Q: I see all sorts of people sitting in the press box and not just the media — who else sits up there during the game?

A: For a typical game, the press box game crew will consist of five people: Official scorekeeper, message center operator, scoreboard operator, sound system operator, and public address announcer. For night games, there can be someone assisting the scorekeeper and message center operator. All are volunteers. — Reford Theobold, pressbox organizer



Hurst Otto has been there from the start.

The retired optometrist was one of the 12 original JUCO Committee members who brought the National Junior College World Series to Grand Junction and is the lone remaining original member on the committee today.

That is ending, though.

Otto, 84, is retiring from the committee after this year’s tournament for personal reasons.

“He’s one of a kind; a wealth of information,” said Lee Young, who has worked directly with Otto for the past 15 years on the host committee. “We certainly enjoy having him around. There’s always a place for Hurst at the table. We encourage him when he feels up for it.”

The original committee traveled to Hutchinson, Kan., to make a presentation to convince the NJCAA to bring its national baseball tournament to Grand Junction.

Grand Junction first received it on a trial basis and was then awarded a five-year contract.

Otto, who was the director of the Grand Junction Parks Improvement Advisory Board for 23 years, served mostly on the team hosts sub-committee, which organizes the service clubs with the teams to help the teams get around Grand Junction and find things to do with down time.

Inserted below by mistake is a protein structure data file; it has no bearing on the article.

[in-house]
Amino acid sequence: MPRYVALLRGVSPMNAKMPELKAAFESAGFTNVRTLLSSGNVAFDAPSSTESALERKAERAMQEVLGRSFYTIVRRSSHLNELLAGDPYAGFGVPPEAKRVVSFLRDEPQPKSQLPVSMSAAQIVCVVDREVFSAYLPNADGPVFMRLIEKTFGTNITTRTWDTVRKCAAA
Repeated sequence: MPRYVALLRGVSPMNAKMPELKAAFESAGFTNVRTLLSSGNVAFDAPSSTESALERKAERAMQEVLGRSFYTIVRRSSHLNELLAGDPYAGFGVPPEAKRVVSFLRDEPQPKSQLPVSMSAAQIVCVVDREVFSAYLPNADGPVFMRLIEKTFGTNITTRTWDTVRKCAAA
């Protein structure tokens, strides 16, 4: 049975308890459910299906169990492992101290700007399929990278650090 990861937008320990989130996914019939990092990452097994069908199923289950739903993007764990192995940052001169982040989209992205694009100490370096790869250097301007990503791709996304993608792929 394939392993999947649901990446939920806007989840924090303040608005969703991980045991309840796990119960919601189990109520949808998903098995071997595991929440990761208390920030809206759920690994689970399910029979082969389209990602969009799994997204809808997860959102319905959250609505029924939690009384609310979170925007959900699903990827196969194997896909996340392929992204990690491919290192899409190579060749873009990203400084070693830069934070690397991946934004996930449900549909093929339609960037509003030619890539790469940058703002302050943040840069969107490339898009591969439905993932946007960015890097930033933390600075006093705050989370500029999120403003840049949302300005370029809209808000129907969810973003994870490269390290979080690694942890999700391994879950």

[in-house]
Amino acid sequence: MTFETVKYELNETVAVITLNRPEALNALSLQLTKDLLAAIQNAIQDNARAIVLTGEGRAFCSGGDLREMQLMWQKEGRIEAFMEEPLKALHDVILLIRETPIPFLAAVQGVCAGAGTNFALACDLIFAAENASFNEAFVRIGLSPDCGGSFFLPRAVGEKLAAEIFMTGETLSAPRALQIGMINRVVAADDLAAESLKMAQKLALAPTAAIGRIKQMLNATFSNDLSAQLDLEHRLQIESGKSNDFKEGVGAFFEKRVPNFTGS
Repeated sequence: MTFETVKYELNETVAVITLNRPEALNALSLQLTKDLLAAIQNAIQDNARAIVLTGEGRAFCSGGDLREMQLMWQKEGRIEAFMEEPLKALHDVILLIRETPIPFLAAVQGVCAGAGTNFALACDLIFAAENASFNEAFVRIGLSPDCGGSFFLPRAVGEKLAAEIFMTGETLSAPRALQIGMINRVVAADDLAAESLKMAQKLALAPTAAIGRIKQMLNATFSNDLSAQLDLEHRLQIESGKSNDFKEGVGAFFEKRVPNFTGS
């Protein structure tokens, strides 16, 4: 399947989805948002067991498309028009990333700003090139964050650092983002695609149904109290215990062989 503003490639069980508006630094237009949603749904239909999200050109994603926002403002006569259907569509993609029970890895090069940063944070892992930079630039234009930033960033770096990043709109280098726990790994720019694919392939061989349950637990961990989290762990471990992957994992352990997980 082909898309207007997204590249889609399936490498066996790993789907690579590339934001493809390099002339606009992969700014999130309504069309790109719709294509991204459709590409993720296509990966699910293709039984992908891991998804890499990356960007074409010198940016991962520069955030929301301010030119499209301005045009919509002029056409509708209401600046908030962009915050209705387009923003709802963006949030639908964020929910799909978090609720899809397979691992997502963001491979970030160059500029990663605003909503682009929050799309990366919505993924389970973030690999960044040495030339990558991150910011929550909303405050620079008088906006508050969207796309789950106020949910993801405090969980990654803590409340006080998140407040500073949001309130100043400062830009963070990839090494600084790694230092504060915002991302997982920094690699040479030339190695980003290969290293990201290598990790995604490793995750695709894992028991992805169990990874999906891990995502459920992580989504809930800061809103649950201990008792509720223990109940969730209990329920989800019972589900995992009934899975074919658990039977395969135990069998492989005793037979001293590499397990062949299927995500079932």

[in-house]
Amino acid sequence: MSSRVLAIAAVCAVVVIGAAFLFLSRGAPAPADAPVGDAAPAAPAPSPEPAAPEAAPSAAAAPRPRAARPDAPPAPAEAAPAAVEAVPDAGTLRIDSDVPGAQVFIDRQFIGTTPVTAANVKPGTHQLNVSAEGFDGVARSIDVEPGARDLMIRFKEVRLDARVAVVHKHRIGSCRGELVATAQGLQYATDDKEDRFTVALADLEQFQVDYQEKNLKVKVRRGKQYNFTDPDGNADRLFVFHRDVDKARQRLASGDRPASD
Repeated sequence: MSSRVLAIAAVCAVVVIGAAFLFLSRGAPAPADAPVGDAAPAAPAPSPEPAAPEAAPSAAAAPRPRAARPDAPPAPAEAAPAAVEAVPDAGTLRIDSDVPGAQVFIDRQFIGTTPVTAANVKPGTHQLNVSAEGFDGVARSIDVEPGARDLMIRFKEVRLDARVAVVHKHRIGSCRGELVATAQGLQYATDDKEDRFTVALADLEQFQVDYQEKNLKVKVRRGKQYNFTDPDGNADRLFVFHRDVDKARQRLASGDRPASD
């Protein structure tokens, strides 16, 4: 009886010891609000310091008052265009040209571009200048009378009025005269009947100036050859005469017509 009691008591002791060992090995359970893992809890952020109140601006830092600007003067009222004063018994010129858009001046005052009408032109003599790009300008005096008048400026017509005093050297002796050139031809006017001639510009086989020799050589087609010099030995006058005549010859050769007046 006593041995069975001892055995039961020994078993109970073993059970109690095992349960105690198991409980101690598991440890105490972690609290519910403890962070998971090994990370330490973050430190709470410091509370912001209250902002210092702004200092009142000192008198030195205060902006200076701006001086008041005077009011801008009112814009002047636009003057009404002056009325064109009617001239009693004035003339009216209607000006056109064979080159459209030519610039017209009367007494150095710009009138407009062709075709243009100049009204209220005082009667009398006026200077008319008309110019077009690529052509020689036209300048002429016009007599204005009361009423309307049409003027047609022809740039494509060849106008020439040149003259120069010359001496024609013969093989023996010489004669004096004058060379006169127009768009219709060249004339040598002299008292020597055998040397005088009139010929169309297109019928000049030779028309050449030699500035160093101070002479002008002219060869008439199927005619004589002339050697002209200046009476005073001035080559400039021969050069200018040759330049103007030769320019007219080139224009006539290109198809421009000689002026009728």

“I’m honored to say the least,” Otto said of his opportunity to serve on the JUCO Committee. “I enjoyed it. There have been some amazing changes.”

Local businesses were the first team hosts before the service clubs got involved.

Redlands Mesa Lions Club has participated as a host for 40 years, Otto said.

The service clubs routinely spend thousands of dollars entertaining the teams with trips over Colorado National Monument and Grand Mesa and hosting team barbecues or picnics.

“I never heard a complaint” from the coaches about their treatment, Otto said.

Otto has seen committee members come and go and believes the tournament is heading in the right direction under the leadership of current chairman Jamie Hamilton.

“I can’t say enough about Jamie and Bruce Hill,” Otto said. “They are two terrific leaders. They go all out. I can say that for the rest of the committee.”

Now, Grand Junction has a 25-year contract with the NJCAA to host the World Series. The proceeds from the tournament throughout that contract will help pay for stadium improvements that begin the week after this year’s tournament.

Another committee member, Tex Tolman, won’t be involved with the tournament as much this year because of job commitments, but plans to return next year.

“I’ve been doing this since 1973,” Tolman said. “When I first started taking care of the field. It wasn’t until 1980 when I was actually on the committee. Bus Bergman asked me to take care of the field.

“I remember when they started with 10 teams in 1977. They tried to get five games in one day.”

Tolman has been in charge of the practice schedules and the practice fields for more than 30 years.

“We’re trying to get Tex to not work so hard on the practice field,” Hamilton said. “Tex found a guy in Kenny Johnson with his youth and enthusiasm (to take over at the practice field).

“Tex can be an ambassador to him. That area (practice fields) is a key ingredient to how this operates. Coaches already have pressure and when practice doesn’t go well, it’s additional pressure. When things go well, it is so much more calm.”